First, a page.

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Headaches, migraines do not lead to brain tumors

by Martha (Karani) Musarurwa
17 Feb 2016 at 11:21hrs | Views
It is common for patients with brain tumors to experience headaches or migraines, but often sufferers of headaches worry that they are at risk to develop brain tumors. But a new study puts those worries at ease: migraine or headache in general is not associated with increased risk of developing brain tumors.

The study, that was published in The Journals of Headache and Pain, was conducted among 39 534 middle-aged women, free of any cancer, and who provided information on headache history at baseline. Patients were monitored for the occurrence of medical record-confirmed brain tumors and researchers ran multivariable-adjusted Cox proportional hazards models to evaluate associations between any headache, migraine, and non-migraine headache with the presence of brain tumors.

The study also further evaluated whether migraine frequency and updated headache information during follow-up could be linked with brain tumors.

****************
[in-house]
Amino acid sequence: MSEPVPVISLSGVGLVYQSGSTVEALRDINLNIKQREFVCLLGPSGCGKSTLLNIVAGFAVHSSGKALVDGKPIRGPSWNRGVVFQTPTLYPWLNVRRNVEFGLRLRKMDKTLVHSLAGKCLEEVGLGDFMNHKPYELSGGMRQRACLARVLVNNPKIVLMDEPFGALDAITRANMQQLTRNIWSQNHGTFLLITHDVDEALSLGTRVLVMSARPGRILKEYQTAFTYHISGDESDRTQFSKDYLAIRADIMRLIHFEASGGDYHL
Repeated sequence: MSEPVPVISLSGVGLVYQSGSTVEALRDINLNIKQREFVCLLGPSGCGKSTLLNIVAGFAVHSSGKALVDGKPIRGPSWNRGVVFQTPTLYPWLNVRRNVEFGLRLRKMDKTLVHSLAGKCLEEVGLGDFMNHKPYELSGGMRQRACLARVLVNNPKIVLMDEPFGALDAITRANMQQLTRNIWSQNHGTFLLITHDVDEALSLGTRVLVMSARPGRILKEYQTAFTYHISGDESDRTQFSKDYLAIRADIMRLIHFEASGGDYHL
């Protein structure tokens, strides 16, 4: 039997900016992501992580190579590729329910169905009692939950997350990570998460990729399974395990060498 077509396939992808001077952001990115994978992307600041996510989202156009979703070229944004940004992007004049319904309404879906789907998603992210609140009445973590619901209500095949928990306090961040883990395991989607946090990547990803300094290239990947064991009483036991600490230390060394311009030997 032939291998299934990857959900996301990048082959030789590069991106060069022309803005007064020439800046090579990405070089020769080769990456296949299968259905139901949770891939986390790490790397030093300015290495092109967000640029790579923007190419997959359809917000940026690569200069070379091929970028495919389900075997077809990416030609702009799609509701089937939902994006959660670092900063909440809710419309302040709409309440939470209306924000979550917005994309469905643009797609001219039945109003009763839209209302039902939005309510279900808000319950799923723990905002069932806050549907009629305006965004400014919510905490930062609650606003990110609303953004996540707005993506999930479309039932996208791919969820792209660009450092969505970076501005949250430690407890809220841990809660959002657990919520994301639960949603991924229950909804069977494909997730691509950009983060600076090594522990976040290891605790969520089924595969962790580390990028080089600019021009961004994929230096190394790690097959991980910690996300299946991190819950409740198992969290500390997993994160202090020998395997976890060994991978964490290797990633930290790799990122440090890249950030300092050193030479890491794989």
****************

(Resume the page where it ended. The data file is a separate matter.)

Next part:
A total of 13 022 (32.9%) women reported headache, of which 5 731 were classified as non-migraine headache and 7 291 as migraine. During a mean follow-up of 15.8 years, 52 brain tumors were confirmed, but those who experienced migraine six times per year were not at increased risk of developing a brain tumor.

Dr. Elliot Shevel, a South African migraine surgery pioneer and the medical director of The Headache Clinic, says the study clearly shows people with migraines and headaches should not worry that it automatically causes brain tumors.

"The data should reassure patients with headache that brain tumor is not a long-term consequence of headache. The aim was to disprove the association and headache and migraine sufferers can now be reassured."

When should I be concerned about my headaches or migraines?
People should not leave a migraine untreated, warns Shevel. "It is imperative that you undergo a multidisciplinary investigation to diagnose the specific factors behind the recurring headache. It might not lead to brain tumors, but there might be other consequences and underlying problems. It is important to undergo a thorough examination."

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Source - Martha (Karani) Musarurwa